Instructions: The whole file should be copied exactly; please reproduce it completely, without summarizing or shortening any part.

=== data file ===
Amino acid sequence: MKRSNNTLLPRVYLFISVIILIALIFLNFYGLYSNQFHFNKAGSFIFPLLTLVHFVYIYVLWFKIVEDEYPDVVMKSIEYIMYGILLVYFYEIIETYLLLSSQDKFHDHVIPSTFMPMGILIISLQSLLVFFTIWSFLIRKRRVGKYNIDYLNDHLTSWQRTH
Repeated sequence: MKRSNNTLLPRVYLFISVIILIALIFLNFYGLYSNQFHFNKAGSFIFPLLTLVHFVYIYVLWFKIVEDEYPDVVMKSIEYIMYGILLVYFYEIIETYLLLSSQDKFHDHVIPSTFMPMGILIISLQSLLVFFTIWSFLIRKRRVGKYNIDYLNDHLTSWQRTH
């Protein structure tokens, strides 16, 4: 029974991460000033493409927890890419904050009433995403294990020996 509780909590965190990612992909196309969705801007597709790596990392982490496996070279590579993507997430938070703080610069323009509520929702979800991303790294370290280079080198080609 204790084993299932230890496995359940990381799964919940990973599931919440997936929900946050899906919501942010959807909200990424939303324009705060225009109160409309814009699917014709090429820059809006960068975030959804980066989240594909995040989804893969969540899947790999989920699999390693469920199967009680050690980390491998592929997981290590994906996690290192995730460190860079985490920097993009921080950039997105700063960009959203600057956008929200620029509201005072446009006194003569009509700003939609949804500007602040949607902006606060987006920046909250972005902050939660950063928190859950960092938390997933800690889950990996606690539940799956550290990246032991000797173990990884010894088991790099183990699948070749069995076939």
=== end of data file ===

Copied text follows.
Amino acid sequence: MKRSNNTLLPRVYLFISVIILIALIFLNFYGLYSNQFHFNKAGSFIFPLLTLVHFVYIYVLWFKIVEDEYPDVVMKSIEYIMYGILLVYFYEIIETYLLLSSQDKFHDHVIPSTFMPMGILIISLQSLLVFFTIWSFLIRKRRVGKYNIDYLNDHLTSWQRTH
Repeated sequence: MKRSNNTLLPRVYLFISVIILIALIFLNFYGLYSNQFHFNKAGSFIFPLLTLVHFVYIYVLWFKIVEDEYPDVVMKSIEYIMYGILLVYFYEIIETYLLLSSQDKFHDHVIPSTFMPMGILIISLQSLLVFFTIWSFLIRKRRVGKYNIDYLNDHLTSWQRTH
């Protein structure tokens, strides 16, 4: 029974991460000033493409927890890419904050009433995403294990020996 509780909590965190990612992909196309969705801007597709790596990392982490496996070279590579993507997430938070703080610069323009509520929702979800991303790294370290280079080198080609 204790084993299932230890496995359940990381799964919940990973599931919440997936929900946050899906919501942010959807909200990424939303324009705060225009109160409309814009699917014709090429820059809006960068975030959804980066989240594909995040989804893969969540899947790999989920699999390693469920199967009680050690980390491998592929997981290590994906996690290192995730460190860079985490920097993009921080950039997105700063960009959203600057956008929200620029509201005072446009006194003569009509700003939609949804500007602040949607902006606060987006920046909250972005902050939660950063928190859950960092938390997933800690889950990996606690539940799956550290990246032991000797173990990884010894088991790099183990699948070749069995076939």